My recent article, “The Vanity of Perfectionism ,” has stirred up some anger, in part, because of my choice of the word “vanity” to describe some behavior that I have witnessed on the American Left in people who sit out presidential elections or cast ballots for third-party candidates who have no chance of winning.
So, let me explain what I was driving at. The central point of the article was that Americans, especially on the Left, need to get realistic about elections and stop using them as opportunities to express disappointment, anger or even personal morality. Through elections, Americans are the only ones who can select our national leaders, albeit in a limited fashion.
The rest of the world’s people have no say in who’s going to run the most powerful nation on earth. Only we can, at least to the extent permitted in the age of Citizens United. The main thing we can still do is stop the more dangerous major-party candidate from gaining control of the executive powers of the United States, including the commander-in-chief authority and the nuclear codes, not small things.
So, when we treat elections as if they are our moment to express ourselves, rather than to mitigate the damage that a U.S. president might inflict on the world, we are behaving selfishly, in my view. That’s why I used the word “vanity.” U.S. elections should not be primarily about us.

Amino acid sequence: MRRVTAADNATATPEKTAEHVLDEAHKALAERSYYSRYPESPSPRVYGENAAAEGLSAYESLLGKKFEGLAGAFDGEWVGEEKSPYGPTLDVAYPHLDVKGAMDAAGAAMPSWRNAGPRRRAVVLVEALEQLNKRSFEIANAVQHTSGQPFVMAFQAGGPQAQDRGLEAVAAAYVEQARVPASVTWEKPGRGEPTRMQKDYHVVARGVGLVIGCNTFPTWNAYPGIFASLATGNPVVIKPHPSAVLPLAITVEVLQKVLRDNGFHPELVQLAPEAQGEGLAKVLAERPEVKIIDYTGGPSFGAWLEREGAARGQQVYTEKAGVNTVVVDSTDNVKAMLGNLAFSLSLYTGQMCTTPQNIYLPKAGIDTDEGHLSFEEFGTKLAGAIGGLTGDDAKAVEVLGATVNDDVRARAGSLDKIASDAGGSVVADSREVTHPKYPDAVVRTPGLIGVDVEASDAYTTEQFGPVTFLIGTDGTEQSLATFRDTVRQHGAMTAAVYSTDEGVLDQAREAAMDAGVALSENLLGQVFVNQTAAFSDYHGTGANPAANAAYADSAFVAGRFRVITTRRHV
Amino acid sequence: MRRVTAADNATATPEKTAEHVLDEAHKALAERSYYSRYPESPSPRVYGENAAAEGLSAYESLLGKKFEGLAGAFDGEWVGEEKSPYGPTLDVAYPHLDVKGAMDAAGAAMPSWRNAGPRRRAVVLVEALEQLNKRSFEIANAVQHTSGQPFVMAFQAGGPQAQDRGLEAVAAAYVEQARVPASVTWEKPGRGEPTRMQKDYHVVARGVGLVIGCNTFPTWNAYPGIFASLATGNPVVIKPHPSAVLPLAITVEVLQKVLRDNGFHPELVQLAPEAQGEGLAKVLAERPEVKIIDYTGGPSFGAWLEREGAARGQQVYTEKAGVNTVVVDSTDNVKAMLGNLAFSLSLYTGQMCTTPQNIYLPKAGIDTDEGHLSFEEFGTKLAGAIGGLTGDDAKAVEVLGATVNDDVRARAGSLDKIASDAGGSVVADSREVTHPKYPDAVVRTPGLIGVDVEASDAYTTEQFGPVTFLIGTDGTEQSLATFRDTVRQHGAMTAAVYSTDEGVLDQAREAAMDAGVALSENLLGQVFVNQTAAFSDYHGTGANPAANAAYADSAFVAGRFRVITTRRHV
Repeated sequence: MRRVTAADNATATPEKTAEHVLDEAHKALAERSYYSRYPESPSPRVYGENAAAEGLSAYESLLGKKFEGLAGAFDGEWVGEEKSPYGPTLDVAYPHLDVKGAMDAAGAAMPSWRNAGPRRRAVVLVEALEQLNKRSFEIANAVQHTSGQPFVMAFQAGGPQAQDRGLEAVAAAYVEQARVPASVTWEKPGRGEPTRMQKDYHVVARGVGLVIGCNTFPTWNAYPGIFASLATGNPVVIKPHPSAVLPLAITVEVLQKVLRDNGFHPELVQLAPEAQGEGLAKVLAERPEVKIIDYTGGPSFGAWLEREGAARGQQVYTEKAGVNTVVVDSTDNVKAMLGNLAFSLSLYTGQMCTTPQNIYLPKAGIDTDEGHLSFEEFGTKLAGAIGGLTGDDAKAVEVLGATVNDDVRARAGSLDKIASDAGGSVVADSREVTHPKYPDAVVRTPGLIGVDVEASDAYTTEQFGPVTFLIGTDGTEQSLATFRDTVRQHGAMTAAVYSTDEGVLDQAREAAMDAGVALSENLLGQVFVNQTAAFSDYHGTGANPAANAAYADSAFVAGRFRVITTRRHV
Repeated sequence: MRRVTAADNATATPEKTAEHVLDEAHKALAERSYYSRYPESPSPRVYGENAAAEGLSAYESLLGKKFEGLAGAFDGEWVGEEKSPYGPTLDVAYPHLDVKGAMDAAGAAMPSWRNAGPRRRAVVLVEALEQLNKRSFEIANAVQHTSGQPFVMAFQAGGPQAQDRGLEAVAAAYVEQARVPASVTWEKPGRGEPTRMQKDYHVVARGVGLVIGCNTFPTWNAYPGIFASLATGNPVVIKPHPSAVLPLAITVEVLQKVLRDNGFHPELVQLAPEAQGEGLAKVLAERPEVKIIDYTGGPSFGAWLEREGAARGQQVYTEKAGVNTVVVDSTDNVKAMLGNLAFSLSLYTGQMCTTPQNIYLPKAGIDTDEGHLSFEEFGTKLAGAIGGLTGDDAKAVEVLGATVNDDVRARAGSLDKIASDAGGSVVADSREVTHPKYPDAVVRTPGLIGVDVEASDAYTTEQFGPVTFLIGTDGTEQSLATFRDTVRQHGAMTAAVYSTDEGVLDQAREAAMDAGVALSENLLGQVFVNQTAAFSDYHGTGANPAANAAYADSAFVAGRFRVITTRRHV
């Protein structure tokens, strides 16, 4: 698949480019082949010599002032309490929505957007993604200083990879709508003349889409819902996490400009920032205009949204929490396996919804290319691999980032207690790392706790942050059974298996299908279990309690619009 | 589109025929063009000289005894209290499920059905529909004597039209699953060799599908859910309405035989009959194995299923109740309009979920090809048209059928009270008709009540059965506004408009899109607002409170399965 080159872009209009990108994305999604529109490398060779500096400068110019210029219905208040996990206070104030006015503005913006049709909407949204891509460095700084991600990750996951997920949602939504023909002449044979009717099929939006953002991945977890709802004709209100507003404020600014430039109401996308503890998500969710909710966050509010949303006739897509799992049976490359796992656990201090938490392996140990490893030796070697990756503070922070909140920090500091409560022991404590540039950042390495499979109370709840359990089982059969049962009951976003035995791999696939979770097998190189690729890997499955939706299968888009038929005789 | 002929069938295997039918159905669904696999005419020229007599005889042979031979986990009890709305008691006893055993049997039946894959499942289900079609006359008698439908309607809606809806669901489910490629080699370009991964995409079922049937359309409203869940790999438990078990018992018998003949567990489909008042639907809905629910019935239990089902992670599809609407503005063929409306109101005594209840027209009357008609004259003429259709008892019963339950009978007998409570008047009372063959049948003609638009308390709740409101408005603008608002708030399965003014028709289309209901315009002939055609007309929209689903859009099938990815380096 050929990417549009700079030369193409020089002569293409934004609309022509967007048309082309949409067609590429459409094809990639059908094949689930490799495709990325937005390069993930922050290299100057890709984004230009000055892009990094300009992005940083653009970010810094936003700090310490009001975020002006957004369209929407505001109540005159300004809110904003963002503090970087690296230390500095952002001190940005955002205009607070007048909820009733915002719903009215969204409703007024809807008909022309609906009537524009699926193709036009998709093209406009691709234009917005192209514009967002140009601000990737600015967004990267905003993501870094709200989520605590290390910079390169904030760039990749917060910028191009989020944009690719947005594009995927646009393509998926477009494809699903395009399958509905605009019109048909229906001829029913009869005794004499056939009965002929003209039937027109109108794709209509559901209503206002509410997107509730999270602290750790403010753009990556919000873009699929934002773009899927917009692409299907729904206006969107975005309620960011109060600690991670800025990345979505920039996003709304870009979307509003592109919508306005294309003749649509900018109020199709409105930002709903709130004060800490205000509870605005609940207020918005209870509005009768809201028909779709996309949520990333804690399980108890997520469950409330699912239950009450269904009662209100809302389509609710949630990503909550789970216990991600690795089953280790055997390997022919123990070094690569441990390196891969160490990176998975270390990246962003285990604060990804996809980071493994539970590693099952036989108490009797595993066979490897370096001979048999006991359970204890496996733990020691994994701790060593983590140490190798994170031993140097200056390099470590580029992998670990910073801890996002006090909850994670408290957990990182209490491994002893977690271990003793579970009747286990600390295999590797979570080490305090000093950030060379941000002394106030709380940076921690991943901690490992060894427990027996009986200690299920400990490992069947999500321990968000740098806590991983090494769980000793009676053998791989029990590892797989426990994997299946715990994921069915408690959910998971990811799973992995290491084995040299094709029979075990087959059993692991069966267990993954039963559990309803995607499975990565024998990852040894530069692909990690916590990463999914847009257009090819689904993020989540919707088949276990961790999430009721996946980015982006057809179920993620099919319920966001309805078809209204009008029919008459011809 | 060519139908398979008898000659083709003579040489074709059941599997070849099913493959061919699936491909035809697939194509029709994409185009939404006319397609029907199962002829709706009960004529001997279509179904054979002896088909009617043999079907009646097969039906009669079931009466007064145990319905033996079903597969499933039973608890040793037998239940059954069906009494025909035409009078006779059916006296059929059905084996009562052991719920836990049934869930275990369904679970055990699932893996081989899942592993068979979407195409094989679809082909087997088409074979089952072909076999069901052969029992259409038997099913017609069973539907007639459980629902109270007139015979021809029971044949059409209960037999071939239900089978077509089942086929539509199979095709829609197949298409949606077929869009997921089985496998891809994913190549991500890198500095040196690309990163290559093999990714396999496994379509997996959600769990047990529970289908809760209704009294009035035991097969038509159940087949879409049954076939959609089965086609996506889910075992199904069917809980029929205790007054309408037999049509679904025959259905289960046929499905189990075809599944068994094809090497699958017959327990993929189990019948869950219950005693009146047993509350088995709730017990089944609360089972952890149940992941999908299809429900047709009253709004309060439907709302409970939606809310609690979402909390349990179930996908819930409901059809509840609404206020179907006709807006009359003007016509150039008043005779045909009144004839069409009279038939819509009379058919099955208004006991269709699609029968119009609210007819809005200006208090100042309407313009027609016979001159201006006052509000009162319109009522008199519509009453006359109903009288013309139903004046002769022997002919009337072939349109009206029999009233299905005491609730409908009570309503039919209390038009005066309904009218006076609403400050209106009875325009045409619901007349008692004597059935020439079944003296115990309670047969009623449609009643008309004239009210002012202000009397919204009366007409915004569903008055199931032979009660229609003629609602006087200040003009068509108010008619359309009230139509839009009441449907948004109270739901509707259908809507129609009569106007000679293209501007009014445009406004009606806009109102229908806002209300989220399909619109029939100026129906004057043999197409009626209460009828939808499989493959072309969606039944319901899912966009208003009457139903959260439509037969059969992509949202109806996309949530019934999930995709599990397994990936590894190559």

U.S. elections should really be about others – those people who are likely to feel the brunt of American power – Iraqis and Iranians, Nicaraguans and Venezuelans, Vietnamese and Cambodians, Palestinians and Syrians, etc., etc. Elections also should be about future generations and the environment.
Whether we like it or not, the choice this year looks to be between Barack Obama and Mitt Romney. People were free to run in the primaries to challenge these guys and, indeed, Romney faced a fairly large field of Republicans whom he defeated. Progressives could have challenged Obama but basically chose not to.